Hi everybody, I'm Edie Berg. Thank you so much for joining me here today and this is a quick podcast about a strong Jewish woman in history.
Voice 1: Well, now, what is a feminist?
Betty Friedan: Feminist? Well, we all have our definition about it, and I say feminism is pluralism, too, that it takes a different form in a different time in different situations. But my definition of feminism is that it is the movement of women to full equality, to true equality, to have their own voice and their own participation in the mainstream of society and it is an explication and an affirmation of values that come from female experience in every discipline and every profession and every part of society, an affirmation of the principles and values that have so far been limited to female experience by men.
EB: That was Betty Friedan, a strong Jewish woman who is credited with sparking the beginning of the second wave of feminism in the United States. She wrote many books, the first being "The Feminine Mystique." Betty had surveyed her former college classmates for their 15th-year reunion. And after talking to them, she realized that many of these women, even though they had very comfortable conditions, they lived in nice homes and everything, were unhappy as housewives. And she discovered that most of these women wanted more in their lives than taking care of their husbands and their children in their homes. "The Feminine Mystique," that thing, that title, means it was the illusion made by media that showed that women were happy as housewives, or unhappy in their careers as working women. Betty Friedan, in fact, had to experience that same dissatisfaction in her own life. Here's Betty talking about true equality:
BF: True equality, we already have a sense of a more complex definition. And we're not even yet that close to simple economic equality in the job place as well because women are still in this country only 62 cents on the dollar...
EB: In the book, she discusses how the first wave of feminism fought and secured really important women's rights such as education and the right to vote. Betty Friedan is credited with sparking the beginning of the second wave of feminism in the US. In 1966, Betty Friedan cofounded and was elected as the first president of the National Organization for Women, or NOW. The main goal of NOW was to bring women into the mainstream of American society in full, equal partnership with men. Pretty simple. She called for the drastic rethinking of what it means to be feminine. And that is the main idea behind the book and the concept of feminine mystique.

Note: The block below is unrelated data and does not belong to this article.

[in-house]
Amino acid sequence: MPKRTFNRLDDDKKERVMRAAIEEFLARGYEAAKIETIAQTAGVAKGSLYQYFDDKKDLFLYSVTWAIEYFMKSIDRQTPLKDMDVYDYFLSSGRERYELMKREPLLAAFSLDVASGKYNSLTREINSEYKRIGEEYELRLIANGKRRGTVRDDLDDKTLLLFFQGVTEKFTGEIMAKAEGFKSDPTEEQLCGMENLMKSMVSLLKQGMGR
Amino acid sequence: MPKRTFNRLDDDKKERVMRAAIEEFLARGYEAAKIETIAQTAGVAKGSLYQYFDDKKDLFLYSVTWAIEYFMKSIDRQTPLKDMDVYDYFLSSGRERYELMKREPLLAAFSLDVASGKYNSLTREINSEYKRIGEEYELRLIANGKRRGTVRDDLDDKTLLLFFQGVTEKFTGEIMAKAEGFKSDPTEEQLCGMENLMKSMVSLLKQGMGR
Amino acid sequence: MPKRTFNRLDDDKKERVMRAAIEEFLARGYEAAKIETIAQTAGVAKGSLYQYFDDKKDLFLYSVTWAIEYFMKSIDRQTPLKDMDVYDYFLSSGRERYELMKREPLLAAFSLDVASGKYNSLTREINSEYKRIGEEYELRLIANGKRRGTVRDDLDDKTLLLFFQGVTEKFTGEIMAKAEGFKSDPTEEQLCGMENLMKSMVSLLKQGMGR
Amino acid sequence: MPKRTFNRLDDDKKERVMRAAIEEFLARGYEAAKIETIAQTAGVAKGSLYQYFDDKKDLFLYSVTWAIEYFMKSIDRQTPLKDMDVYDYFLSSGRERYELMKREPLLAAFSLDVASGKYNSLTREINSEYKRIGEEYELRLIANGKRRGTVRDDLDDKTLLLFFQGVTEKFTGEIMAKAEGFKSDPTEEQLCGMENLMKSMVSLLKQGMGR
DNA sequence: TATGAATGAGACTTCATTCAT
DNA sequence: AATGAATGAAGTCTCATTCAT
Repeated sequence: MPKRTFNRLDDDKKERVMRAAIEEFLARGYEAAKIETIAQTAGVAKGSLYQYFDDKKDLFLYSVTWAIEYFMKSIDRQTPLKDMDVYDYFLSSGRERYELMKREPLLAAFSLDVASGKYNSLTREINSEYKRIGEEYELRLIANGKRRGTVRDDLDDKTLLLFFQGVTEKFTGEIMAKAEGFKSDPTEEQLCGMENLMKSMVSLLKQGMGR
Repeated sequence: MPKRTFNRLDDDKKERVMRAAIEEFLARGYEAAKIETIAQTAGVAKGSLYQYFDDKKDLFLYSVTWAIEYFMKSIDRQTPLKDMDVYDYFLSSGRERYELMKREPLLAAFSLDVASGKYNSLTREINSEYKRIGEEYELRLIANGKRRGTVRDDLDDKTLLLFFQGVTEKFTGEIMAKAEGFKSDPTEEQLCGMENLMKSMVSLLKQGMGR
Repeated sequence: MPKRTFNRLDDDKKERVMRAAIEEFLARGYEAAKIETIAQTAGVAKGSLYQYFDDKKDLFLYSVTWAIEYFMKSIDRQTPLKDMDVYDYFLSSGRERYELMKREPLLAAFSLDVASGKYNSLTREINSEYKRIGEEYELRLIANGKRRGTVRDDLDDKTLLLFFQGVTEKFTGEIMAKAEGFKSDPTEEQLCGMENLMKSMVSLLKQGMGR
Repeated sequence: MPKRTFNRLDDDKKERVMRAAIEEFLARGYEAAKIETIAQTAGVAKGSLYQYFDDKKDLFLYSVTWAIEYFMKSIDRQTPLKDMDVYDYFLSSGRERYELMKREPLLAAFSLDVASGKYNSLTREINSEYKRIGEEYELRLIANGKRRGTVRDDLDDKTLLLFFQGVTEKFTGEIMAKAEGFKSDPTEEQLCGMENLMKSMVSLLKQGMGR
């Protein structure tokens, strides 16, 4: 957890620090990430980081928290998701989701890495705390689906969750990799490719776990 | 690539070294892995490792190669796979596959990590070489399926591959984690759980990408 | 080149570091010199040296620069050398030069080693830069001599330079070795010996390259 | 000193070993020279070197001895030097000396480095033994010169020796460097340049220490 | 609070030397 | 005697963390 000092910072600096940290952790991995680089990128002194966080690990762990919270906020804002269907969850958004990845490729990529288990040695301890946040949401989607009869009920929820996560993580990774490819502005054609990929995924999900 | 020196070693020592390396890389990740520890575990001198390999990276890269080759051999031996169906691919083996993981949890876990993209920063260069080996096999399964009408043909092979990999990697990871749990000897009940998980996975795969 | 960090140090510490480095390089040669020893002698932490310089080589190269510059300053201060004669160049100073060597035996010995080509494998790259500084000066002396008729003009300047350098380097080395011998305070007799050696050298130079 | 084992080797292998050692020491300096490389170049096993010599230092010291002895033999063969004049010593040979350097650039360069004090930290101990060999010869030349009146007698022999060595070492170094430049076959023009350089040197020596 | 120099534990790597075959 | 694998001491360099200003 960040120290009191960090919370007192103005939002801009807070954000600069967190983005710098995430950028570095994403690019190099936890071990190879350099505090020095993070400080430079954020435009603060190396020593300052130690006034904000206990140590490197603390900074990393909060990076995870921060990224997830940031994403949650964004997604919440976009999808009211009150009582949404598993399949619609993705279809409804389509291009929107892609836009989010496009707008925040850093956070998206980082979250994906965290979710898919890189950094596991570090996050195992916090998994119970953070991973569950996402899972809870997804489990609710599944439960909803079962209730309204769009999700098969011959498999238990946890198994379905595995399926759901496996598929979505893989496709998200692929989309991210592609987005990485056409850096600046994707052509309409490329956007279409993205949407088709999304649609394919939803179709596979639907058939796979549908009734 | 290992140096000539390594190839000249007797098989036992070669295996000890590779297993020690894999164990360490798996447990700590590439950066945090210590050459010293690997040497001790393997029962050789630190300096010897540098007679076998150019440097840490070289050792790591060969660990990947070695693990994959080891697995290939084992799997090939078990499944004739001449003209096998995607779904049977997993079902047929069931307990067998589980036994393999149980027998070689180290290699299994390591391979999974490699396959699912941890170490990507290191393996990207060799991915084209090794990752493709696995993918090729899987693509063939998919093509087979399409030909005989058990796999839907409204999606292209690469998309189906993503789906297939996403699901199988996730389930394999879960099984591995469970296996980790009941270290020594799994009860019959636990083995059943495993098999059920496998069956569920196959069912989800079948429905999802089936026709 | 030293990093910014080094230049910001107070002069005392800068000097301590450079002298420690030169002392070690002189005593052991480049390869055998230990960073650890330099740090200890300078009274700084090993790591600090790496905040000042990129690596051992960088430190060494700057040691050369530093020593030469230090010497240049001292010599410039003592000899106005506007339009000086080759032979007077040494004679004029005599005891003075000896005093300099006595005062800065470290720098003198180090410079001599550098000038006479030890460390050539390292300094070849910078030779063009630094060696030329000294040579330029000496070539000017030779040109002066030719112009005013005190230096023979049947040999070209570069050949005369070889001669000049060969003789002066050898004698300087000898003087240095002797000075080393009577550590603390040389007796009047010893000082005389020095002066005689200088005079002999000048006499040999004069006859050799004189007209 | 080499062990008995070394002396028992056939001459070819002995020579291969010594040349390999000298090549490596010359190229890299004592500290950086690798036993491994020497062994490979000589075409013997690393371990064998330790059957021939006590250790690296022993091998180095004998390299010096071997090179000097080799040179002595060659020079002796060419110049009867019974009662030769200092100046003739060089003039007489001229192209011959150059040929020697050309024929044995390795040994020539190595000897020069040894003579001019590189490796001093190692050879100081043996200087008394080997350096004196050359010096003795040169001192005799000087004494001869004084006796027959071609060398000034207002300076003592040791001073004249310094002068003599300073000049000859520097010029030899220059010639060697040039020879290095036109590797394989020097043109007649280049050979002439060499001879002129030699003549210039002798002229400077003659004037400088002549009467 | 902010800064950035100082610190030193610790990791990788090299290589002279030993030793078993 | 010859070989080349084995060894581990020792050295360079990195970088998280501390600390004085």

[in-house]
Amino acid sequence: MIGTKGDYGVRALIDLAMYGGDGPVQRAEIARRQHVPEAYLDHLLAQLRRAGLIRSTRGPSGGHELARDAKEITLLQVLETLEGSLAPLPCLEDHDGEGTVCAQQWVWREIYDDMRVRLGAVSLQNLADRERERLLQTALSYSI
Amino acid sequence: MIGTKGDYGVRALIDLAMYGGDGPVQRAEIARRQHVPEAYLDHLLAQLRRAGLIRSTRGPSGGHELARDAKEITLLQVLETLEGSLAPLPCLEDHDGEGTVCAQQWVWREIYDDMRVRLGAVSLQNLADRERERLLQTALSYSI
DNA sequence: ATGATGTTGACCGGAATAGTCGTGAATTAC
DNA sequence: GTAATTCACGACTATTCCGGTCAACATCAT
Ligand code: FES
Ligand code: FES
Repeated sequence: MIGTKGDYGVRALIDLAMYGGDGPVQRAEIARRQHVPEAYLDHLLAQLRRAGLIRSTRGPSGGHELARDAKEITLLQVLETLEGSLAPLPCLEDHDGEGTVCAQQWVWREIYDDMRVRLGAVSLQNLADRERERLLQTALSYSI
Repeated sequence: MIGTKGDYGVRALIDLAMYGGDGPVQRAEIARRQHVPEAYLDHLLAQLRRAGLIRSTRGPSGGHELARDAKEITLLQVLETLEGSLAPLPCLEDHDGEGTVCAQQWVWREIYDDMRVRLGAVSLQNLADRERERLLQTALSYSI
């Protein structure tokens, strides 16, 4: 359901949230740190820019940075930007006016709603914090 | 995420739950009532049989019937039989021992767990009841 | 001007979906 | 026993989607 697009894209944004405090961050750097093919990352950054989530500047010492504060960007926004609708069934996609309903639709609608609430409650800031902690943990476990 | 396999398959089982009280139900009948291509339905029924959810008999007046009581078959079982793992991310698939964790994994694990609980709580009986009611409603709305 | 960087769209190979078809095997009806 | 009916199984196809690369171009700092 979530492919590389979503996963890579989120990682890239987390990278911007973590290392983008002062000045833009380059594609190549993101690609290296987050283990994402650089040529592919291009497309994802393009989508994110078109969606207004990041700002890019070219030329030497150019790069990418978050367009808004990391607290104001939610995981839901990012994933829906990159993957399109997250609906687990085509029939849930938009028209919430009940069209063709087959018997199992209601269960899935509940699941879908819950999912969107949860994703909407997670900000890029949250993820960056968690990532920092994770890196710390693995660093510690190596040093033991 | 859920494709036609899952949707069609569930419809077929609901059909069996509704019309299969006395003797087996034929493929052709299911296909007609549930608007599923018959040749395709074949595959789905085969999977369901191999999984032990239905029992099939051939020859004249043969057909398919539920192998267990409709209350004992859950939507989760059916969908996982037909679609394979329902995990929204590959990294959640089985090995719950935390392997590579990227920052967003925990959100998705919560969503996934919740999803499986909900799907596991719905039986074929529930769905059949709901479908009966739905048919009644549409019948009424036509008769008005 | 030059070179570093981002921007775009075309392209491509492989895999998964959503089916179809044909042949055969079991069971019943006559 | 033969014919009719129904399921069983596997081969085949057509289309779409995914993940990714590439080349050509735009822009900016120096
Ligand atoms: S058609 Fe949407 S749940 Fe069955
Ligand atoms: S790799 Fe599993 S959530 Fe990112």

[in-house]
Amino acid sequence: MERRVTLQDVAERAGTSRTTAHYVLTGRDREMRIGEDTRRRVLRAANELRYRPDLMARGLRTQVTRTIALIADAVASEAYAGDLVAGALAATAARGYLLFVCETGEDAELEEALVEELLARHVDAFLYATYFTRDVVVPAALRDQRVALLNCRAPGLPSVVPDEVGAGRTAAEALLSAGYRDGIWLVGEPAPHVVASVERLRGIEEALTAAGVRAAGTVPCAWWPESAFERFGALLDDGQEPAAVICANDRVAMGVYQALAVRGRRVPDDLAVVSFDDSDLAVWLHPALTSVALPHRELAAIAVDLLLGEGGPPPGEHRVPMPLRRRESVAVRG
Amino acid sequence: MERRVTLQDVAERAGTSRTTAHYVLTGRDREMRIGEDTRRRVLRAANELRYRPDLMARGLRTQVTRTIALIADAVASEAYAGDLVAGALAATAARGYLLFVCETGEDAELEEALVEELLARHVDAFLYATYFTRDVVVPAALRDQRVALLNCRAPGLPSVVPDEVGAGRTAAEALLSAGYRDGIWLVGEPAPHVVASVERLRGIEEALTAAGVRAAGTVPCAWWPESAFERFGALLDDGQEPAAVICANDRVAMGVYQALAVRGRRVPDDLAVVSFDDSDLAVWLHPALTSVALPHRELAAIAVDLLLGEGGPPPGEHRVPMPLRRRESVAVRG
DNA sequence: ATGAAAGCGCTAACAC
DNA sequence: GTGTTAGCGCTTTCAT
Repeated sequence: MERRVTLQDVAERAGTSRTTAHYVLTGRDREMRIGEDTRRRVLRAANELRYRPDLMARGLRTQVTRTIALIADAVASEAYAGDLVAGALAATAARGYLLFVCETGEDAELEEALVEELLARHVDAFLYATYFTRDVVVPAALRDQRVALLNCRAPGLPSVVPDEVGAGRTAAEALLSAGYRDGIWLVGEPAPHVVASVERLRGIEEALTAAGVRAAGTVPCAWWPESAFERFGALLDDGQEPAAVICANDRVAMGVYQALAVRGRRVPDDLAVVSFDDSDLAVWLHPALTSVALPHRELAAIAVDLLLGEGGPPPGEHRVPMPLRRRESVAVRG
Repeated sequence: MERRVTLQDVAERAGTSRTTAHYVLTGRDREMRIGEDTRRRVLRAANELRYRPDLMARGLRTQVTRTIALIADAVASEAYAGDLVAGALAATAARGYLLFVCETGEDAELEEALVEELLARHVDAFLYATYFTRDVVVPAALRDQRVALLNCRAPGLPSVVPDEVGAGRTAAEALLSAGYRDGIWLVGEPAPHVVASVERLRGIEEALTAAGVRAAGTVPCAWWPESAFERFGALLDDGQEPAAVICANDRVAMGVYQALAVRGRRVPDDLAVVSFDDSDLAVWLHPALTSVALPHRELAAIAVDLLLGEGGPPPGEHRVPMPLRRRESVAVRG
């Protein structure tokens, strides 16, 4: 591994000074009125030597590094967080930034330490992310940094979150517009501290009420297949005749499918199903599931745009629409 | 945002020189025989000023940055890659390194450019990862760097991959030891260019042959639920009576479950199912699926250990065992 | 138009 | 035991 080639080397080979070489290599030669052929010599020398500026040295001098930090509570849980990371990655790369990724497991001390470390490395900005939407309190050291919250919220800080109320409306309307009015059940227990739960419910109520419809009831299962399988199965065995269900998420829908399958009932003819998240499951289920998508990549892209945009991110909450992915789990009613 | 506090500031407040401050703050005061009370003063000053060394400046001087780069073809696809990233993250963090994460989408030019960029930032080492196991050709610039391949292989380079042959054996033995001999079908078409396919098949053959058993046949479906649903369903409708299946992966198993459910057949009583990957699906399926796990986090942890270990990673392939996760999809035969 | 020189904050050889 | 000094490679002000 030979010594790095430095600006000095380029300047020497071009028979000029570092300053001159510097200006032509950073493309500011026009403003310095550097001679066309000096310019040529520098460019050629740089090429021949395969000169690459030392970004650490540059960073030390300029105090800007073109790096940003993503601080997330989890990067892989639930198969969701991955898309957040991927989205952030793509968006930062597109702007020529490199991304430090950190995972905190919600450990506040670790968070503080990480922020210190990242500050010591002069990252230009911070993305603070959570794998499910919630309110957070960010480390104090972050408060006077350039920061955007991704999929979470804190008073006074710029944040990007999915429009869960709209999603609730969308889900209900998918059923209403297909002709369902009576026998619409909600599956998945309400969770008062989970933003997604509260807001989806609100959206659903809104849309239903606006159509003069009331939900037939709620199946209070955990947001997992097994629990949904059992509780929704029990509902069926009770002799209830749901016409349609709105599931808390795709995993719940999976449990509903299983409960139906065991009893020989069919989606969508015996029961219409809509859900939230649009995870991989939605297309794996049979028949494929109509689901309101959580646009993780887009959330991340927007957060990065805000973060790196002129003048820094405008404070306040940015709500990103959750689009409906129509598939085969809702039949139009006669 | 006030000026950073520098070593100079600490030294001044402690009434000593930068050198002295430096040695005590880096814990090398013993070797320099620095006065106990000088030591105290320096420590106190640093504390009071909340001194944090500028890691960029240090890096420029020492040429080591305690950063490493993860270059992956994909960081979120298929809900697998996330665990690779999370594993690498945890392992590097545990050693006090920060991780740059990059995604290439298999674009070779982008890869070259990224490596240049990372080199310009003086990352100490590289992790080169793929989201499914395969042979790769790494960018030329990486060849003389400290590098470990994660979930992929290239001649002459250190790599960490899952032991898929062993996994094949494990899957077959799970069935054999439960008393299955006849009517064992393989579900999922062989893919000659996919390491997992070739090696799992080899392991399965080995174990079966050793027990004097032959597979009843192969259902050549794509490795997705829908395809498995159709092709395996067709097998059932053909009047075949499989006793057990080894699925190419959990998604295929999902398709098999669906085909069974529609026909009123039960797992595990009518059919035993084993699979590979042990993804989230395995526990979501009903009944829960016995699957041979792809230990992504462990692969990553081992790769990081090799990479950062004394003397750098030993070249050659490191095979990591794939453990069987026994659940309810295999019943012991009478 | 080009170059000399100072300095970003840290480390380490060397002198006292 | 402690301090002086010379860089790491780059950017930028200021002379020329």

In 1970, Betty Friedan organized the Women's Strike for Equality, which was a huge success, a big march which was a forerunner of the big women's march that we just had in the beginning of 2017. Betty was a very strong supporter of the Equal Rights Amendment to the constitution, which of course passed congress by a huge landslide.
There's a quote from Betty's memoir, in Life So Far, where she says, "The truth is, that I've always been a bad-tempered bitch. But some people say that I have mellowed some. I don't know." When Betty was asked if she thought she would see, in her lifetime, true equality between the genders, this was her answer:
BF: And I think that in our lifetime, we might see it, but that means that the young women that are saying "I'm not a feminist, but..." have got to start saying "I am a feminist, AND..."
EB: A quote from The Feminine Mystique, is the only way for a woman, as for a man, to find herself, to know herself as a person, is by creative work of her own.
Most of the information for today's episode was taken from an interview from the Public Affairs Roundtable way back in 1985, plus from Wikipedia of Betty Friedan and the Feminine Mystique, and from the Jewish Women's Archive as usual.
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